WASHINGTON — Federal health officials urged Thursday that millions of potential carriers of the AIDS virus voluntarily take tests as part of an effort to combat spread of the deadly disease.
Such examinations would greatly expand AIDS testing--which up to now had been recommended only for members of certain groups, such as potential blood donors and pregnant women--to cover all members of groups most likely to contract AIDS, including homosexual men and intravenous drug users.
The tests detect the presence of AIDS antibodies but do not necessarily mean that a person has the disease itself.
When members of high-risk groups visit health care facilities, they "should be routinely offered counseling on their risks--as well as the opportunity, through testing, to know their antibody status and take appropriate action based on that knowledge," Walter R. Dowdle, AIDS coordinator at the U.S. Public Health Service, said at a news conference.
Officials distributed copies of a report from the federal Centers for Disease Control, which contained recommendations to stop the spread of the disease, most of which have already been made to state and local officials. For example, the federal officials endorsed the controversial idea of regulating or closing "high-risk" establishments, such as bathhouses and brothels.
But the new test recommendation was immediately criticized. In New York, Ronald Najman, media director of the National Gay and Lesbian Task Force, said the group was "concerned that resources at various levels of government might be withdrawn from education efforts that have proven to be effective and directed to testing programs that have not been shown to influence behavior."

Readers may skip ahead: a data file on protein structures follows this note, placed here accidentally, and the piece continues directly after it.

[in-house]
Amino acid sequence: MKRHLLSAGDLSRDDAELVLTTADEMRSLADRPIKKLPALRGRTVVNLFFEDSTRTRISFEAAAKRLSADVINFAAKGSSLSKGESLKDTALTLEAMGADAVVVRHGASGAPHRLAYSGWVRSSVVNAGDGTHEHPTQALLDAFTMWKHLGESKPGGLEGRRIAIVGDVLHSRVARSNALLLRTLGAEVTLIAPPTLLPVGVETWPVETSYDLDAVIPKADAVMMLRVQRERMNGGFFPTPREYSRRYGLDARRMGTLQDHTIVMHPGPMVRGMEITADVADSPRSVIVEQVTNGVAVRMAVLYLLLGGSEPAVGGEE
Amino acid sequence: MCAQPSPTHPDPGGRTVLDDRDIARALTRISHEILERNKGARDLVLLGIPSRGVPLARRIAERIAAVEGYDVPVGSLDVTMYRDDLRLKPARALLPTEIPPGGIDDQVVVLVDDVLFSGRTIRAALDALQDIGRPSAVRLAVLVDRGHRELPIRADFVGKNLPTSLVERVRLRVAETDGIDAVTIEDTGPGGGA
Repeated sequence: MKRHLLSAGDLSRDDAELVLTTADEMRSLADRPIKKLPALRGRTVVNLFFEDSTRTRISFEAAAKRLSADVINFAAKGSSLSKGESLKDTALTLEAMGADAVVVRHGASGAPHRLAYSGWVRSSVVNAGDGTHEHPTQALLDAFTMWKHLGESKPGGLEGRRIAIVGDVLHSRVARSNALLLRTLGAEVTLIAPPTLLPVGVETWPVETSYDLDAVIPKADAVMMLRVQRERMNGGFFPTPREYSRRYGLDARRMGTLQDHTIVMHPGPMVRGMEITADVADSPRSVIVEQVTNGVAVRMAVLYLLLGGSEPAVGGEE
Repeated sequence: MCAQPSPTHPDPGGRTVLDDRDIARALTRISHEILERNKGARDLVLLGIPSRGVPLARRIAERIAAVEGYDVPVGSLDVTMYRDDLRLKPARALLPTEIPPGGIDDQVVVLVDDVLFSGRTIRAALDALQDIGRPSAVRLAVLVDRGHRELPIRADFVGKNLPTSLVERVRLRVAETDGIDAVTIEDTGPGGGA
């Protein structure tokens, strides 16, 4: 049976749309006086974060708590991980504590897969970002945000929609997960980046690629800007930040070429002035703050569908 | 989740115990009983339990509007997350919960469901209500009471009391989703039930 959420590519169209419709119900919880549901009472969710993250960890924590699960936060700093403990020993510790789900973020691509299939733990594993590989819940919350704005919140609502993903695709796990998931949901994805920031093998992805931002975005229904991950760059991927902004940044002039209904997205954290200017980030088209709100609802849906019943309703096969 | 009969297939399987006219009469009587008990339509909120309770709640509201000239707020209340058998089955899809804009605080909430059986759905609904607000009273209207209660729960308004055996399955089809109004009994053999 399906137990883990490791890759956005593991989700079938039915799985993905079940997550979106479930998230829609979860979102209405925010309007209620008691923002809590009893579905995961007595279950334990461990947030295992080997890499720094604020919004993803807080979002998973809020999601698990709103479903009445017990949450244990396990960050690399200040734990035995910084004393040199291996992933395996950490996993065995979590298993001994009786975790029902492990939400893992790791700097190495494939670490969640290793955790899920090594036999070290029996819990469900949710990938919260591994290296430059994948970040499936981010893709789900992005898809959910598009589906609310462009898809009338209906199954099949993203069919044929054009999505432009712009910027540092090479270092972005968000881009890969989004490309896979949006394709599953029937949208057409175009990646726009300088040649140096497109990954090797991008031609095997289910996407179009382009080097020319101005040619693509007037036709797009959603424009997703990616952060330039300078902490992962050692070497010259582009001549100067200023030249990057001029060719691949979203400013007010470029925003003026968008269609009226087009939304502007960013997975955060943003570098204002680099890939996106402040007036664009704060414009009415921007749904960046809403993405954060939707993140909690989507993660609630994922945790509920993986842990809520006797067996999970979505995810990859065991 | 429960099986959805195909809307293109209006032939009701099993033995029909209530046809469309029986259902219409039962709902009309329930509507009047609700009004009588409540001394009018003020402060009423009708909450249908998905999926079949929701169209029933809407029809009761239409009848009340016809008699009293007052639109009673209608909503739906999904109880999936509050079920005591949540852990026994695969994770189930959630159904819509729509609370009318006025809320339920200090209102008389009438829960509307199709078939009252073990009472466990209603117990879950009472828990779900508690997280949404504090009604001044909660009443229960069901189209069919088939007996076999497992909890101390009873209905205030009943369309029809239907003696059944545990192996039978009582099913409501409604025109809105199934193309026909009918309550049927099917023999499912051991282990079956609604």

Dr. Donald R. Hopkins, deputy director of the CDC, who also attended the news conference, sought to refute charges that the test is medically unreliable. Health officials have "great confidence in this test," which has been used widely during the last year to screen blood donors, he said. Most people in high-risk groups who repeatedly test positive "are infectious," Hopkins said.
Acquired immune deficiency syndrome attacks the body's immune system, making a person vulnerable to diseases that otherwise would not be fatal. As of March 10, 18,070 cases had been reported nationwide. Of those, 9,591 have died.
No Known Cure
There is no cure for the disease, which is transmitted by an exchange of bodily fluids. In addition to homosexual men, the CDC list of those at risk includes female prostitutes and their sex partners and persons born in Haiti and central Africa--members of groups whose role in spreading the disease has been widely debated.
Officials at the news conference said that they did not know when a cure would be found. However, scientists are reporting that an anti-viral drug tested on 19 AIDS patients improved the functioning of immune systems, decreased fevers and cleared up infections.
The results of tests involving the drug, azidothymidine, are reported in the March 15 issue of the British journal Lancet. But scientists caution that the improvements have been observed for only a short time.